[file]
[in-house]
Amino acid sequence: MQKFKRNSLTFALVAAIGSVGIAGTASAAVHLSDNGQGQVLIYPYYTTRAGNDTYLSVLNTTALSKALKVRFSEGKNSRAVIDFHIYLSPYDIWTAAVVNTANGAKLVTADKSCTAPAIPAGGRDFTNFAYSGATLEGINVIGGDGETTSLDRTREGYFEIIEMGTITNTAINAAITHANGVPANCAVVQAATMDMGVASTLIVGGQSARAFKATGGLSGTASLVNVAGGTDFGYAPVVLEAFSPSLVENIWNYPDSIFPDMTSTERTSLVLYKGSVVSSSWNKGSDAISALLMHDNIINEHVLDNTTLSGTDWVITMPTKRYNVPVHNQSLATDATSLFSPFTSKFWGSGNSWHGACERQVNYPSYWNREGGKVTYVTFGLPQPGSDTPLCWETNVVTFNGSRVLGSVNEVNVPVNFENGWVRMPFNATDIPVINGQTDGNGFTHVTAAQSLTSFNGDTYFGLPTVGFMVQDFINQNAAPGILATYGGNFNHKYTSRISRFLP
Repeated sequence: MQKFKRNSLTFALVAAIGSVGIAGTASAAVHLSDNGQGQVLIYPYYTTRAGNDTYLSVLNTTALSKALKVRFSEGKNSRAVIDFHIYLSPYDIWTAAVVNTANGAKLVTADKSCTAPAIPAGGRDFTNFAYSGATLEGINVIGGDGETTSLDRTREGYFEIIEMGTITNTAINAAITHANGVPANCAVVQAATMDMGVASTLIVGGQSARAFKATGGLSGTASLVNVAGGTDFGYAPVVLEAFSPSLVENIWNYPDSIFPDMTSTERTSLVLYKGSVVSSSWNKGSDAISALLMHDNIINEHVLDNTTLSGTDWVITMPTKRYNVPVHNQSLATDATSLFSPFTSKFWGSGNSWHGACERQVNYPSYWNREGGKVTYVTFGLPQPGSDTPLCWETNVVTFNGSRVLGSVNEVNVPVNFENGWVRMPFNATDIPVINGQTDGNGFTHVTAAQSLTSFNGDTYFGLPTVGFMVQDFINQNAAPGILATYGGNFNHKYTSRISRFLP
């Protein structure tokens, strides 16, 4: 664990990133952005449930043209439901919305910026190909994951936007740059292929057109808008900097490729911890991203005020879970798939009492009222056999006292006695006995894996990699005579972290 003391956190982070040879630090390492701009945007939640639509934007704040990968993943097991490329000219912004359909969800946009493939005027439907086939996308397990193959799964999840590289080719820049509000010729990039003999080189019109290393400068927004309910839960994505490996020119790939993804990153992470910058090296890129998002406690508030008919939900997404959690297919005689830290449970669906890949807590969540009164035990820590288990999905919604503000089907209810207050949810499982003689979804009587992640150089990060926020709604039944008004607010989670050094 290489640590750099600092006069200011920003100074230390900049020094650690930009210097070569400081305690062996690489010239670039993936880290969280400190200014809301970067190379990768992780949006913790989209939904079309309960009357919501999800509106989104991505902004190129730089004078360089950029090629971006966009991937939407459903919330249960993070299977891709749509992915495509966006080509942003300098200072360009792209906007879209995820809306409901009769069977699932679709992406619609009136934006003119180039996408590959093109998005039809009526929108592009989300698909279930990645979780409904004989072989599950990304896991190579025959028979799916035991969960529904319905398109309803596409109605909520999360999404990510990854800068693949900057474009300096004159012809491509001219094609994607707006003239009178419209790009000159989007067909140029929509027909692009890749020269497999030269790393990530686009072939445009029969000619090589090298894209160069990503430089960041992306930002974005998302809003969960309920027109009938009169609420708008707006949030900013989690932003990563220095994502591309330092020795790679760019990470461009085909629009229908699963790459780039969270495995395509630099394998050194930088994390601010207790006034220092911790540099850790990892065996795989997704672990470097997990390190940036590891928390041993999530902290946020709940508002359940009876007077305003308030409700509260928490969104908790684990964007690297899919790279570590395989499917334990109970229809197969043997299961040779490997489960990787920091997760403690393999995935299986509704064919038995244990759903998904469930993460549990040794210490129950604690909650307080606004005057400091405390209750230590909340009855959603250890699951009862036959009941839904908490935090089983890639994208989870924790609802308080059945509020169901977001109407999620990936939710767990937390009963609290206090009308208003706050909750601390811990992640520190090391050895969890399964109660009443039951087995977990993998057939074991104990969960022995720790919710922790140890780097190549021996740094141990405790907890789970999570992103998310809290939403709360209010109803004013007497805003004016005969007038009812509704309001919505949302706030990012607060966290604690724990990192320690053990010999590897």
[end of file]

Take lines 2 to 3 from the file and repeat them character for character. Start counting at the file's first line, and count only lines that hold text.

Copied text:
Amino acid sequence: MQKFKRNSLTFALVAAIGSVGIAGTASAAVHLSDNGQGQVLIYPYYTTRAGNDTYLSVLNTTALSKALKVRFSEGKNSRAVIDFHIYLSPYDIWTAAVVNTANGAKLVTADKSCTAPAIPAGGRDFTNFAYSGATLEGINVIGGDGETTSLDRTREGYFEIIEMGTITNTAINAAITHANGVPANCAVVQAATMDMGVASTLIVGGQSARAFKATGGLSGTASLVNVAGGTDFGYAPVVLEAFSPSLVENIWNYPDSIFPDMTSTERTSLVLYKGSVVSSSWNKGSDAISALLMHDNIINEHVLDNTTLSGTDWVITMPTKRYNVPVHNQSLATDATSLFSPFTSKFWGSGNSWHGACERQVNYPSYWNREGGKVTYVTFGLPQPGSDTPLCWETNVVTFNGSRVLGSVNEVNVPVNFENGWVRMPFNATDIPVINGQTDGNGFTHVTAAQSLTSFNGDTYFGLPTVGFMVQDFINQNAAPGILATYGGNFNHKYTSRISRFLP
Repeated sequence: MQKFKRNSLTFALVAAIGSVGIAGTASAAVHLSDNGQGQVLIYPYYTTRAGNDTYLSVLNTTALSKALKVRFSEGKNSRAVIDFHIYLSPYDIWTAAVVNTANGAKLVTADKSCTAPAIPAGGRDFTNFAYSGATLEGINVIGGDGETTSLDRTREGYFEIIEMGTITNTAINAAITHANGVPANCAVVQAATMDMGVASTLIVGGQSARAFKATGGLSGTASLVNVAGGTDFGYAPVVLEAFSPSLVENIWNYPDSIFPDMTSTERTSLVLYKGSVVSSSWNKGSDAISALLMHDNIINEHVLDNTTLSGTDWVITMPTKRYNVPVHNQSLATDATSLFSPFTSKFWGSGNSWHGACERQVNYPSYWNREGGKVTYVTFGLPQPGSDTPLCWETNVVTFNGSRVLGSVNEVNVPVNFENGWVRMPFNATDIPVINGQTDGNGFTHVTAAQSLTSFNGDTYFGLPTVGFMVQDFINQNAAPGILATYGGNFNHKYTSRISRFLP